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You better give estimates. If someone let a bike sit around deteriorating for years they may have never had a "tune up" or its been so long they are don't know what professional repairs cost. They may be expecting a $35 total bill - not $42 for parts alone.
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Old 09-07-10, 09:05 AM   #8
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I was an adult at my sons' boy scout troop ride. One kid got his bike off the car got on it, and the chain broke within ten feet. No biggie, I had my travel tool just for this type of thing. The kid brings the bike and chain over, and I can see the chain is red from rust. It hadn't seen oil since it left the factory.
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Old 09-07-10, 11:48 AM   #9
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I read this post to my bike and it broke out in tears.
Weak, thanks for the warning! I'm not mentioning this post to my bike at all. Mums the word.
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Old 09-07-10, 12:06 PM   #10
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no different than most things people own.

"would the check engine light have anything to do with all the smoke coming from my engine?"
"there is oil in my lawn mower??"
"the dust coming out of my heater vent is because I didn't change my what? my filter? What is that?"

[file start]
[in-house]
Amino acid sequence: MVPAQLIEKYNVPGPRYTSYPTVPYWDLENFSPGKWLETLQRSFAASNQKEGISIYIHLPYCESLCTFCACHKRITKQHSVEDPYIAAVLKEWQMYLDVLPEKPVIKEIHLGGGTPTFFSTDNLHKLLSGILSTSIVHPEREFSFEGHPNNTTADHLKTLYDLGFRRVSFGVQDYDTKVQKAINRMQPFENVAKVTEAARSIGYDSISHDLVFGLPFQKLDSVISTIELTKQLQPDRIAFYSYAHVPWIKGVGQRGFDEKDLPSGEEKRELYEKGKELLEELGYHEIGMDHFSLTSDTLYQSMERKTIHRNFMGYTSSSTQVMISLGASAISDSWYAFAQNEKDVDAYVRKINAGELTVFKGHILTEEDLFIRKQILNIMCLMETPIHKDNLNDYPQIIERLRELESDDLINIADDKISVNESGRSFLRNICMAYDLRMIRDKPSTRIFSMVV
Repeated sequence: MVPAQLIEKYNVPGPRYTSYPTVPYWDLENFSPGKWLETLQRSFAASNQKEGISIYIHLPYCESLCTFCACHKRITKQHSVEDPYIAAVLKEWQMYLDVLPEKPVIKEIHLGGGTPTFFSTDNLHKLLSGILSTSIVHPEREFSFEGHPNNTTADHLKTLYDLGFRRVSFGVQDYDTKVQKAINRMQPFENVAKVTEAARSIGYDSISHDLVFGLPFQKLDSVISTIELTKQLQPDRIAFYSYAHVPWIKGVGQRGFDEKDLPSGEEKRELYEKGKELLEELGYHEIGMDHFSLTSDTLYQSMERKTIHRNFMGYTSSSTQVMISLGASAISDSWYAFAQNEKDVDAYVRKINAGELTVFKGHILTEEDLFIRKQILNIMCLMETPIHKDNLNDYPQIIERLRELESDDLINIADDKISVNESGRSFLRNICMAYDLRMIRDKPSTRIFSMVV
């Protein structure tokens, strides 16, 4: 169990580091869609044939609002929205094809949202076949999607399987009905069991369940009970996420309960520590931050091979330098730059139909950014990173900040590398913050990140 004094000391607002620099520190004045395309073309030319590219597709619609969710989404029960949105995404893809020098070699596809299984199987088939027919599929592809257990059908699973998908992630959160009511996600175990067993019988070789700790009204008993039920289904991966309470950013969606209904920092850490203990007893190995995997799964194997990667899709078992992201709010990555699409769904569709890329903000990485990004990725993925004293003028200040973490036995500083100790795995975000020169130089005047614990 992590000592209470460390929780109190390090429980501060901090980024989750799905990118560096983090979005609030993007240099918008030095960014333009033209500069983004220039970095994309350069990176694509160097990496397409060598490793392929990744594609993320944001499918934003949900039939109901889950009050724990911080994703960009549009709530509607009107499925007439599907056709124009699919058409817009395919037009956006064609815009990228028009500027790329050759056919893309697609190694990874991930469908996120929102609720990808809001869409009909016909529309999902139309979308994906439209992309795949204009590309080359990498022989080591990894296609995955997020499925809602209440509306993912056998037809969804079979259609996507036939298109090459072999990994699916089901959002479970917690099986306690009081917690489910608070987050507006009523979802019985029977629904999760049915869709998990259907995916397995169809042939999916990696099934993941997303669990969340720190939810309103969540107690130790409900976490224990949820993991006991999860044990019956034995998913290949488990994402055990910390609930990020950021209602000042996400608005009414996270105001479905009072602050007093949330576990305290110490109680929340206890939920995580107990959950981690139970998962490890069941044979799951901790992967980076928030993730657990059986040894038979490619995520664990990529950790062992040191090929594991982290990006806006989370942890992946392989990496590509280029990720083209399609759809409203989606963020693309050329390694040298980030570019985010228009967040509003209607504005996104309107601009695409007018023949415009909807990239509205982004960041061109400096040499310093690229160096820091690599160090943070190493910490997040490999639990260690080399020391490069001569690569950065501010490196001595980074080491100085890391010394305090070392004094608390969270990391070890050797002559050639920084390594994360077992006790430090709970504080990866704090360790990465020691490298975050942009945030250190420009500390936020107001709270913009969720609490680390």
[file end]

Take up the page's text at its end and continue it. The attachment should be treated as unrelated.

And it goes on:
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Old 09-07-10, 12:35 PM   #11
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There is a difference between a bike that has occasionally had some adjustment and one that has been run into the ground. Last year I aquired 7 old Girls bikes. Managed to make 3 up out of the 7. I chose the better coloured bikes for the girls in the road- but only one bike looked as though it had ever had any maintenance. But the 3 that were built up all had New chains- New cables-inner and outer and The wheel bearings were all repacked with grease that had some fluidity to it- instead of the hard balls of wax like substance they had. Reckoned it still cost me 30 per bike ($50) to give away.
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Old 09-07-10, 01:02 PM   #12
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people don't know unless they are told. when you buy a bike at walmart, they don't explain maintenance.

i know someone who tried to sue GM because no one explained to her that the oil had to be changed when she bought her Saturn.
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Old 09-07-10, 03:32 PM   #13
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I'm guessing you never worked in a bike shop. When a bike comes in for a tuneup and it is dirty (aka filthy), a minimum of $10 is tacked on as a cleaning fee. And if its really dirty or in really bad shape then an additional $5 per hour is added for the inconvenience.

Have fun.
You guessed right, never worked in a bike shop but have worked on bikes at home of and on for years, mostly my own. After working on these two, I can easily see why an amount would be tacked on for a cleaning fee. I would have been embarrased to bring them to a bike shop.
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Old 09-07-10, 04:23 PM   #14